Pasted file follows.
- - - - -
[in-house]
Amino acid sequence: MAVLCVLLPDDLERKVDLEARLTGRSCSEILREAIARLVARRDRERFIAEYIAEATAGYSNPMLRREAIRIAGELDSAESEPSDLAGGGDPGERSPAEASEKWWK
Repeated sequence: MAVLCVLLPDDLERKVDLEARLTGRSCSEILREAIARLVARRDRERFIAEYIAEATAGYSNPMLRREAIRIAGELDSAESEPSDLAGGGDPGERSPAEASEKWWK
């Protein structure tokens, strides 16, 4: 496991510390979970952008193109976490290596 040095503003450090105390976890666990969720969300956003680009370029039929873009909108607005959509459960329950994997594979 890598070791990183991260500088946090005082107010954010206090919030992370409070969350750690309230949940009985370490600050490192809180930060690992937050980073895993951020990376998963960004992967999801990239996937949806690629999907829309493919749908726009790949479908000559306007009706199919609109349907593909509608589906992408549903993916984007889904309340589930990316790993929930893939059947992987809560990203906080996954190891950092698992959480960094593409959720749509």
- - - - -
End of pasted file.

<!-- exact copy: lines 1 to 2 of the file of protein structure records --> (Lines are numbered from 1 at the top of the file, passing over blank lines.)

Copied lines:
[in-house]
Amino acid sequence: MAVLCVLLPDDLERKVDLEARLTGRSCSEILREAIARLVARRDRERFIAEYIAEATAGYSNPMLRREAIRIAGELDSAESEPSDLAGGGDPGERSPAEASEKWWK